The Pioneering Artist Who Harnessed Science to Communicate with Plants
Cross-Species Communication and Bio-Sensing Art of the 1970s and 80s: A Conversation with Richard Lowenberg
both by Alice Bucknell, Oct. 2019
Many people came to know and love Koko, through television specials, social media outreach, magazine articles, a children’s book and news over the past many years. The sad news of her death on June 19, at age 46, was widespread.
I had the unique good fortune to spend time with Koko at Stanford University and at the Gorilla Foundation compound in La Honda, California, between 1975 and the early 1980s. As a part of my creative path and explorations, I was very interested in recent efforts with marine mammal communications (dolphins, orcas) and with primate communications (chimpanzee, gorilla).
Knowing of Penny Patterson’s beginning research with Koko at Stanford, I made contact by phone (pre-Internet), expressing my interest and offering to help video document if needed. It stuck a chord, and Penny said to come right over. French filmmaker, Barbet Schroeder, had just made and released a lovely short film about Koko. My interest was more long-term. Then and in following years, I would arrange to occasionally visit and video record Koko, and later, young gorilla, Mike. I was living in the northern San Francisco Bay Area, and was also spending time at NASA Ames Research Center and other Silicon Valley facilities near Stanford, conducting various other communication arts/sciences projects, at the time.
Knowing of my architectural background, Penny eventually also asked me to design a gorilla habitat for Koko and other gorillas. Two designs were eventually provided, one for creation of a secure compound on the La Honda property, and a recommendation to move to Hawaii, where climate was more conducive to gorilla wellbeing, and to create a private gorilla habitat island.
A version of the first was soon manifested, and Hawaii was a dream never fulfilled.
While fascinated by Koko’s ability to communicate by learning and using ASL (American Sign Language), like others, I was most overcome by simply being physically close to a strong young gorilla, often sitting in my lap, carefully sensing dominance/submissive interactions, smelling each other’s (vegetarian) breaths, unbuttoning my shirt with her big, black leathery hands, her examining my skin and facial features, playing chase-tickle, and her frustration with my lack of signing ability. I once brought her a block of clay, which she quickly learned to pound flat, roll in her hands and shape into objects (snake, bird). She would then wash up afterwards.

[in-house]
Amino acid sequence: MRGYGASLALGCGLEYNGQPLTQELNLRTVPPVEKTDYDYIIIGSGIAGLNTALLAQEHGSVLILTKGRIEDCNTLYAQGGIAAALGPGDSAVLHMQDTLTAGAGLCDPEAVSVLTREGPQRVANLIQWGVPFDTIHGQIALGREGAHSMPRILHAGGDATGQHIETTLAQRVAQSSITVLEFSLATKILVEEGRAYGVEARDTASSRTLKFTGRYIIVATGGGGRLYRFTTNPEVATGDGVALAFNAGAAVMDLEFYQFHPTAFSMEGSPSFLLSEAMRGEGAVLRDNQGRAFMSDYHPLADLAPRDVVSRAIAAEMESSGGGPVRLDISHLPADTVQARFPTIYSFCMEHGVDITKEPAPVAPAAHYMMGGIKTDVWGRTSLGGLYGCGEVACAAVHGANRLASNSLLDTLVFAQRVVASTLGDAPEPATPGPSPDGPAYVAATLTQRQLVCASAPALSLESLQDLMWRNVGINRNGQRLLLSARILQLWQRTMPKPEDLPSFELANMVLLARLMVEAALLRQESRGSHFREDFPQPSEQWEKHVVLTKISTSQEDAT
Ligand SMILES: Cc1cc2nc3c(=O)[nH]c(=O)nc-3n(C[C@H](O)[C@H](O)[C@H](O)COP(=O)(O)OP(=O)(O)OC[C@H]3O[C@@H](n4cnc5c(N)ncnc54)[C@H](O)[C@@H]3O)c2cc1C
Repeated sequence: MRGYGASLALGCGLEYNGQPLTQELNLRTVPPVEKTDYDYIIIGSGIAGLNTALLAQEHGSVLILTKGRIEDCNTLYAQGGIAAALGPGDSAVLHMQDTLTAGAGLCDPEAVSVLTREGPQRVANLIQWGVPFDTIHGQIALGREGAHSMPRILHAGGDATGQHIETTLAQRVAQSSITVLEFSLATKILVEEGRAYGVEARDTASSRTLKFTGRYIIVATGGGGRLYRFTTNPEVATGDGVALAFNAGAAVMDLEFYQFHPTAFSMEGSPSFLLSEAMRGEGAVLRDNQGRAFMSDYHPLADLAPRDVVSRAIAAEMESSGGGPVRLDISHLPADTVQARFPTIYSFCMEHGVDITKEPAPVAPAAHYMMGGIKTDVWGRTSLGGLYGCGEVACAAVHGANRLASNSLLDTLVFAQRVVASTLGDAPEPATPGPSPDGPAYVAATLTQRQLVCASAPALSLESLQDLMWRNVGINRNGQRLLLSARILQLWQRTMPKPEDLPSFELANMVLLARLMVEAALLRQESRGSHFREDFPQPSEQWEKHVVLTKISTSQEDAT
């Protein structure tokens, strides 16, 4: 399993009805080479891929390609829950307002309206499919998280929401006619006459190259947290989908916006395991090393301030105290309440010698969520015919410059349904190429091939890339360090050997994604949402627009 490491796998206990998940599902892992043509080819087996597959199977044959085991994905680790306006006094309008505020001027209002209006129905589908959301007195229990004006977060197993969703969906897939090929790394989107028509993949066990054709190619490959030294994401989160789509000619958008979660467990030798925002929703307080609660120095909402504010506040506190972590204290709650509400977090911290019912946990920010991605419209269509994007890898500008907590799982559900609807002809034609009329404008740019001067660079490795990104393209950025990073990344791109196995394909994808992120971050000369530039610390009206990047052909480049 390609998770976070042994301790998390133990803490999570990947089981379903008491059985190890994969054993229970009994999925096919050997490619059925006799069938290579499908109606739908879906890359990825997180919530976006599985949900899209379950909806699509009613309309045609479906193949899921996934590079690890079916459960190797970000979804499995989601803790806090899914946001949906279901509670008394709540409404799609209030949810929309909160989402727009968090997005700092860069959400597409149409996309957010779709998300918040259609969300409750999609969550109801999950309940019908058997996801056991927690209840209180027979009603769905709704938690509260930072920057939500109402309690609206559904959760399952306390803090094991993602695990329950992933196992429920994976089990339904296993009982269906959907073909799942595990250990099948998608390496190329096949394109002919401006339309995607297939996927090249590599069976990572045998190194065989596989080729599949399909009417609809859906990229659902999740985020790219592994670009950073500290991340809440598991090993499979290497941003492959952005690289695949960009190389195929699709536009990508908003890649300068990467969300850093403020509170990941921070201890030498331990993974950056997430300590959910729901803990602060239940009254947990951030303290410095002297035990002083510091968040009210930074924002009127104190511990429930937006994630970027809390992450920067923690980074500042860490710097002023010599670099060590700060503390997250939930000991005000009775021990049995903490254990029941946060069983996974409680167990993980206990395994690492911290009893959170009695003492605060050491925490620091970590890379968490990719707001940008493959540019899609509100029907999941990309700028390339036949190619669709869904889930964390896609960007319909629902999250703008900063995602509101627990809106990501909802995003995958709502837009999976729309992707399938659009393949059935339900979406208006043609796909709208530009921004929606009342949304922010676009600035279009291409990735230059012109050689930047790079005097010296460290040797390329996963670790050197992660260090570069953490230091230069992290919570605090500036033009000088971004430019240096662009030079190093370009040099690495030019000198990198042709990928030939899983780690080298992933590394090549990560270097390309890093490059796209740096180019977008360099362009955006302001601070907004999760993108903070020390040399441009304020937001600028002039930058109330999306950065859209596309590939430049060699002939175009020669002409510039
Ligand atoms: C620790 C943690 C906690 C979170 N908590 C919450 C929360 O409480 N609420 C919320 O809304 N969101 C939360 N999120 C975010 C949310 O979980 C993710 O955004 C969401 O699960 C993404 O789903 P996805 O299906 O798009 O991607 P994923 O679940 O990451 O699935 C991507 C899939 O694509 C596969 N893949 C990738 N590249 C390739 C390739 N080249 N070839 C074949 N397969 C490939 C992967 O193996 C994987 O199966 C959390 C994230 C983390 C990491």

Remarkably, I realized that she recognized herself and other imagery, when we played back recorded video on a small monitor. Koko would sign about what she was seeing. Though concerned about inadvertent damage, I let Koko hold the portable video camera and look through the eyepiece, in order to record. Very exciting for her, and for me.
During this time, my greatest concern was for a secure, healthy, long-lived future for Koko. The behavioral sciences and linguistics research would always be flawed, and public fascination with a ‘taking gorilla’ was obvious, but the main issue that I think I shared with those most closely involved with Koko and the Gorilla Foundation, was concern for long term project commitment and the wellbeing of the gorillas. Koko lived a relatively long life, for a gorilla in captivity, and I have been enriched in knowing her.
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